In this study, we analyzed cases gathered from immunohistochemistry (IHC), RNA-sequencing (RNA-seq), and gene microarray data to provide evidence to attest to the clinical value of BSG in TC. Co-expressed and differentially expressed genes (DEGs) of BSG in TC, along with the corresponding intersection genes and hub genes, were also obtained. In addition, Gene Ontology (GO) and Kyoto Encyclopedia of Genes and Genomes (KEGG) enrichment analyses were performed to intersect genes and explore the potential mechanisms of BSG in TC. We hope that our findings will broaden the horizon for future studies of TC and BSG.

Materials and methods

BSG expression level in TC

Detecting protein expression levels of BSG by in-house immunohistochemistry

Two tissue microarrays (THC961 and THC1021) which contained 23 non-cancerous thyroid tissues and 125 TC (including PTC, FTC, MTC, and ATC) tissues were obtained from Fanpu Biotech, Inc. (Guilin, China). In addition, a number of 64 non-cancerous thyroid tissues and 46 TC tissues were collected from the Department of Pathology, First Affiliated Hospital of Guangxi Medical University, from March 1 to December 1, 2018. The study was approved by the Ethical Committee of the First Affiliated Hospital of Guangxi Medical University. And all patients provided written informed consents for use of their samples in study. Subsequently, pathologists (Wei-jia Mo and Gang Chen) independently evaluated all slides using a semi-quantitative scoring system without knowing the clinical results in advance to classify the staining intensity and the percentage of positive cancer cells. The staining intensity score was divided into 0 (negative), 1 (weak), 2 (medium), or 3 (strong). And the proportion of staining score set as 0 (< 10%), 1 (11–25%), 2 (26–50%), 3 (51–75%), or 4 (76–100%). Finally, the final immune response score was determined by combining the intensity and proportion scores. In addition, a correlation analysis was constructed to determine the relationships between BSG expression levels, clinicopathological characteristics, and patient prognosis. Furthermore, we supplemented the immunohistochemical results of the BSG expression levels in thyroid cancer by searching the available literature and The Human Protein Atlas [22].

BSG mRNA expression in TC samples from TCGA RNA-seq data

Using The Cancer Genome Atlas (TCGA) database, we downloaded BSG expression data related to TC and para-cancerous tissues [23]. Then, the downloaded data were integrated and transferred into the quantile normalized log2 format to improve measurement accuracy. SPSS 25.0 (SPSS Inc. Chicago, IL, USA) was used to calculate the mean BSG expression and standard deviation (SD) in 505 TC tissues and 59 non-cancer tissues, incorporating clinical information gathered from the TCGA database. Furthermore, a Kaplan-Meier survival curve combined with TC patients’ survival data was constructed using GraphPad Prism Version 7.0, in order to estimate the prognostic capacity of BSG in TC.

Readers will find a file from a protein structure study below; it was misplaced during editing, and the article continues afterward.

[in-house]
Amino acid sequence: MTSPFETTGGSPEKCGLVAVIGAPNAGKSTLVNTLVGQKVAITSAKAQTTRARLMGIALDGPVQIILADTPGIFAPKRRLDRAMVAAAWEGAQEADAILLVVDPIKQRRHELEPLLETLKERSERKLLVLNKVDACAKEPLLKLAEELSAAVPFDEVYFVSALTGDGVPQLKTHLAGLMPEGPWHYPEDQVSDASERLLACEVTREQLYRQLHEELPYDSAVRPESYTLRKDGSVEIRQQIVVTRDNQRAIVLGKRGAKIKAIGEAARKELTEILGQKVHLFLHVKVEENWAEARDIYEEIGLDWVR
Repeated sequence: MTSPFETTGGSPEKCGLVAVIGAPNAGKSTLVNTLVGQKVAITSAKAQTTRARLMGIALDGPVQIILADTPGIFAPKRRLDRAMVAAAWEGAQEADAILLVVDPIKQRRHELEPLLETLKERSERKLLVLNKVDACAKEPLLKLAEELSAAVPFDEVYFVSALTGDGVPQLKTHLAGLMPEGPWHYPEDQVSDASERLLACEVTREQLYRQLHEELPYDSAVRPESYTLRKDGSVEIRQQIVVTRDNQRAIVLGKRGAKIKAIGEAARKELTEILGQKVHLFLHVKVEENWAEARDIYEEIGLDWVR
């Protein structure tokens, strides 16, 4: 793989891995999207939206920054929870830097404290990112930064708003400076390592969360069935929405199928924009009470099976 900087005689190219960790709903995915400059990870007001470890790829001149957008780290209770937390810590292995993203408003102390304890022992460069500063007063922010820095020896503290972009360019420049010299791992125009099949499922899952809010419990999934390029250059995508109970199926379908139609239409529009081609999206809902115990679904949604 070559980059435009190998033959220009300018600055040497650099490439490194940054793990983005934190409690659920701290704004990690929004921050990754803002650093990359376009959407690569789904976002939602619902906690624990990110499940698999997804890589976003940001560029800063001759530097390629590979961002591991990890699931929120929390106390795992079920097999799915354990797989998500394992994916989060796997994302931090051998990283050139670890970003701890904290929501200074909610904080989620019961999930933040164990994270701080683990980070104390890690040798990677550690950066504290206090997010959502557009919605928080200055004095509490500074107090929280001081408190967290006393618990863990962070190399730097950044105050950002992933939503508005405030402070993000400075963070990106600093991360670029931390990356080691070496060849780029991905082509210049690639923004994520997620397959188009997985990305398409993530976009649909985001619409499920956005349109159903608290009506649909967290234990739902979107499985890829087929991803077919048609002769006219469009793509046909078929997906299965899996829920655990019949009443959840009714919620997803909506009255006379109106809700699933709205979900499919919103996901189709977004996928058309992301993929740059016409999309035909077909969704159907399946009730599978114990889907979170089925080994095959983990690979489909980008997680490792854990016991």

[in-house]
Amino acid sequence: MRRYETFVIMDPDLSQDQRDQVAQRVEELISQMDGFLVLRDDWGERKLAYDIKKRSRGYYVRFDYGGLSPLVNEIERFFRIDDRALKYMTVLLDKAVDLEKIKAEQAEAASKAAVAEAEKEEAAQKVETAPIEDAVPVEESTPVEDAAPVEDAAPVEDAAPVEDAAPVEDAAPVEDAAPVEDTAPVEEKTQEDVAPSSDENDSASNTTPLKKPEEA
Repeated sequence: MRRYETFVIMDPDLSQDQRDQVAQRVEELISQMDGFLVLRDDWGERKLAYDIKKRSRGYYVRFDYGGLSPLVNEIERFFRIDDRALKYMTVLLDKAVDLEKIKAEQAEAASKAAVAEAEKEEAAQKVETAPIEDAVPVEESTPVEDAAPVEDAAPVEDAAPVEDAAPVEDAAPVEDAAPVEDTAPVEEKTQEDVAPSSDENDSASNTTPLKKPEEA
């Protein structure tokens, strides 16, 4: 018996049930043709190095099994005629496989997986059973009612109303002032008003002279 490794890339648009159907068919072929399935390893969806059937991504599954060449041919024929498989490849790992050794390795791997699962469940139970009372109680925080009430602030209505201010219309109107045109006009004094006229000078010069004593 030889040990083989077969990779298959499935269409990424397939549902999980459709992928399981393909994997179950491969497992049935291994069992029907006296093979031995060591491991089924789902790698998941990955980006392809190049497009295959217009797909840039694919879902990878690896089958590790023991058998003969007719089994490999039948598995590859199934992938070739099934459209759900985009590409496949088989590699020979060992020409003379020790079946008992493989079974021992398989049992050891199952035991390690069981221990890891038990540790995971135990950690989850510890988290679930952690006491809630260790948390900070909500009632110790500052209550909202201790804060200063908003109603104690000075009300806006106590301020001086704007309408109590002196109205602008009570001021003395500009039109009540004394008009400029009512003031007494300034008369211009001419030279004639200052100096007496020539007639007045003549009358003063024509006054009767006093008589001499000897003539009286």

BSG expression in TC tissues from other microarray data

This study included The Gene Expression Database (GEO) [24], ArrayExpress [25], Oncomine [26], and The Sequence Read Archive (SRA) [27] in order to search both Chinese and English medical literature for microarray data of BSG to analyze its clinical value in TC. Our search included data entered into the databases from the beginning to February 21, 2020. The retrieval formula of this study was as follows: (cancer OR carcinoma OR adenocarcinoma OR tumour OR tumor OR malignanc* OR neoplas*) AND (Thyroid OR Thyroidea OR Glandula thyroidea) AND (mRNA OR gene OR “messenger RNA”). Finally, only microchip data relevant to human samples that included BSG expression in TC tissues and non-cancerous tissues were selected.

Searching the literature for BSG expression

In order to supplement the new data on BSG expression in recent studies, we conducted a comprehensive literature search of electronic databases (including PubMed, Embase, Web of Science, Wiley Online Library, SpringerLink, Chinese National Knowledge Infrastructure, Chinese Biomedical Literature Database, Chinese VIP, and Wanfang database) to obtain eligible studies. The search retrieval formula for these databases was as follows: (cancer OR carcinoma OR adenocarcinoma OR tumour OR tumor OR malignanc* OR neoplas*) AND (Thyroid OR Thyroidea OR Glandula thyroidea) AND (“Basigin” OR “Ok blood group” OR “CD147” OR “EMMPRIN”). Only studies that included human BSG expression levels were selected.

Comprehensive analysis of BSG expression in TC

Data from four types of sources (IHC, RNA-seq, microarrays, and literature) were combined using Stata Version 12.0 in order to perform a comprehensive analysis to determine BSG expression levels in TC, and the standard mean difference (SMD) and 95% confidence interval (CI) were calculated. Furthermore, the summary receiver operating characteristic (sROC) curve was used to distinguish TC tissues from non-cancerous tissues, which were gathered from the above databases. Sensitivity and specificity, as well as the corresponding likelihood ratio (LR) and diagnostic odds ratio (DOR) were calculated using meta-disk Version 1.4 [28,29,30].

Validation of the expression of BSG using cell line data from CCLE